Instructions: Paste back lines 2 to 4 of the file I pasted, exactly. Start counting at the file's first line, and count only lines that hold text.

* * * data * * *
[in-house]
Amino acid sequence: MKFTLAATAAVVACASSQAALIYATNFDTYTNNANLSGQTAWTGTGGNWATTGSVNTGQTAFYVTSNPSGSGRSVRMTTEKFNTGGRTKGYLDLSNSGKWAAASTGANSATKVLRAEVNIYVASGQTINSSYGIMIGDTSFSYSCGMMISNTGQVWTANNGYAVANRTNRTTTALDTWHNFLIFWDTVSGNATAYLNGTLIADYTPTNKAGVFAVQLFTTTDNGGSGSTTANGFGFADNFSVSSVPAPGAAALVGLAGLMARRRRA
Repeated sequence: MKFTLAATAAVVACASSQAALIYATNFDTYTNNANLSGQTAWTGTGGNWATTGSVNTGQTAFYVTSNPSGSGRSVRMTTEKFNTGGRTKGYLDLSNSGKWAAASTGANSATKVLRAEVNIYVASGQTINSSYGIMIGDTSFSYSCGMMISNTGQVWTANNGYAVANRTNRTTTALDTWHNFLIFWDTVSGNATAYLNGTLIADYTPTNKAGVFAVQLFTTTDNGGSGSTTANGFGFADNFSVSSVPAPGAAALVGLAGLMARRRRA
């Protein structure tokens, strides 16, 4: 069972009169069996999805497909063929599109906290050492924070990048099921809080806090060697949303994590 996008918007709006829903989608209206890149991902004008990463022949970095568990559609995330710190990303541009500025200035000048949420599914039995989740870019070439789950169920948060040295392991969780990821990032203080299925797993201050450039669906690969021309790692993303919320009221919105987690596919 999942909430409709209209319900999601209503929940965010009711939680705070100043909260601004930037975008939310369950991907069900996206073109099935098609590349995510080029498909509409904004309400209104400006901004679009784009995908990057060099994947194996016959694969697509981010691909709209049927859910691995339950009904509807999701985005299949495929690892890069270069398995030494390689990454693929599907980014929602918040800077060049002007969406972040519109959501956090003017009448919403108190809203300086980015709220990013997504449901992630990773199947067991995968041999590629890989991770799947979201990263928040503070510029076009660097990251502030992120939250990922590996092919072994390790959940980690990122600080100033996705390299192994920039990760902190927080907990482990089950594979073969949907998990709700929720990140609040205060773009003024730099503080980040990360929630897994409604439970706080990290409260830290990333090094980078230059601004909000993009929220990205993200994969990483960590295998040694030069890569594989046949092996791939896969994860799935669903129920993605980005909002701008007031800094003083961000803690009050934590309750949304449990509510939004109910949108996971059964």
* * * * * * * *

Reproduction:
Amino acid sequence: MKFTLAATAAVVACASSQAALIYATNFDTYTNNANLSGQTAWTGTGGNWATTGSVNTGQTAFYVTSNPSGSGRSVRMTTEKFNTGGRTKGYLDLSNSGKWAAASTGANSATKVLRAEVNIYVASGQTINSSYGIMIGDTSFSYSCGMMISNTGQVWTANNGYAVANRTNRTTTALDTWHNFLIFWDTVSGNATAYLNGTLIADYTPTNKAGVFAVQLFTTTDNGGSGSTTANGFGFADNFSVSSVPAPGAAALVGLAGLMARRRRA
Repeated sequence: MKFTLAATAAVVACASSQAALIYATNFDTYTNNANLSGQTAWTGTGGNWATTGSVNTGQTAFYVTSNPSGSGRSVRMTTEKFNTGGRTKGYLDLSNSGKWAAASTGANSATKVLRAEVNIYVASGQTINSSYGIMIGDTSFSYSCGMMISNTGQVWTANNGYAVANRTNRTTTALDTWHNFLIFWDTVSGNATAYLNGTLIADYTPTNKAGVFAVQLFTTTDNGGSGSTTANGFGFADNFSVSSVPAPGAAALVGLAGLMARRRRA
């Protein structure tokens, strides 16, 4: 069972009169069996999805497909063929599109906290050492924070990048099921809080806090060697949303994590 996008918007709006829903989608209206890149991902004008990463022949970095568990559609995330710190990303541009500025200035000048949420599914039995989740870019070439789950169920948060040295392991969780990821990032203080299925797993201050450039669906690969021309790692993303919320009221919105987690596919 999942909430409709209209319900999601209503929940965010009711939680705070100043909260601004930037975008939310369950991907069900996206073109099935098609590349995510080029498909509409904004309400209104400006901004679009784009995908990057060099994947194996016959694969697509981010691909709209049927859910691995339950009904509807999701985005299949495929690892890069270069398995030494390689990454693929599907980014929602918040800077060049002007969406972040519109959501956090003017009448919403108190809203300086980015709220990013997504449901992630990773199947067991995968041999590629890989991770799947979201990263928040503070510029076009660097990251502030992120939250990922590996092919072994390790959940980690990122600080100033996705390299192994920039990760902190927080907990482990089950594979073969949907998990709700929720990140609040205060773009003024730099503080980040990360929630897994409604439970706080990290409260830290990333090094980078230059601004909000993009929220990205993200994969990483960590295998040694030069890569594989046949092996791939896969994860799935669903129920993605980005909002701008007031800094003083961000803690009050934590309750949304449990509510939004109910949108996971059964």